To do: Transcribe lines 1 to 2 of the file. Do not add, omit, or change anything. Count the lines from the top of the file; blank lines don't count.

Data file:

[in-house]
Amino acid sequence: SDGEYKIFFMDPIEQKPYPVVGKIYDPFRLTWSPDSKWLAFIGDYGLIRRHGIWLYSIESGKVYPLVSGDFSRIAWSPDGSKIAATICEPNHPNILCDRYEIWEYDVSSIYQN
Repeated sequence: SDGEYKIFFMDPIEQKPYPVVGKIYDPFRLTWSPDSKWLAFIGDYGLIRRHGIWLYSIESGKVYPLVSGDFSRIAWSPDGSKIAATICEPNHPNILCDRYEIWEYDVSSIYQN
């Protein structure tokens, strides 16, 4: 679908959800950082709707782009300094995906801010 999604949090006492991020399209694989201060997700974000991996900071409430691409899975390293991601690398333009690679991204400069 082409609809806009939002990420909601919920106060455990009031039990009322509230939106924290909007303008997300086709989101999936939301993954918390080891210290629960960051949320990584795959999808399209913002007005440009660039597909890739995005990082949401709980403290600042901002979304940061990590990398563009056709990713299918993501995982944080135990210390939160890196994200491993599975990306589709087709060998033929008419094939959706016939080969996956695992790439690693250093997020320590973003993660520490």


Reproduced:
[in-house]
Amino acid sequence: SDGEYKIFFMDPIEQKPYPVVGKIYDPFRLTWSPDSKWLAFIGDYGLIRRHGIWLYSIESGKVYPLVSGDFSRIAWSPDGSKIAATICEPNHPNILCDRYEIWEYDVSSIYQN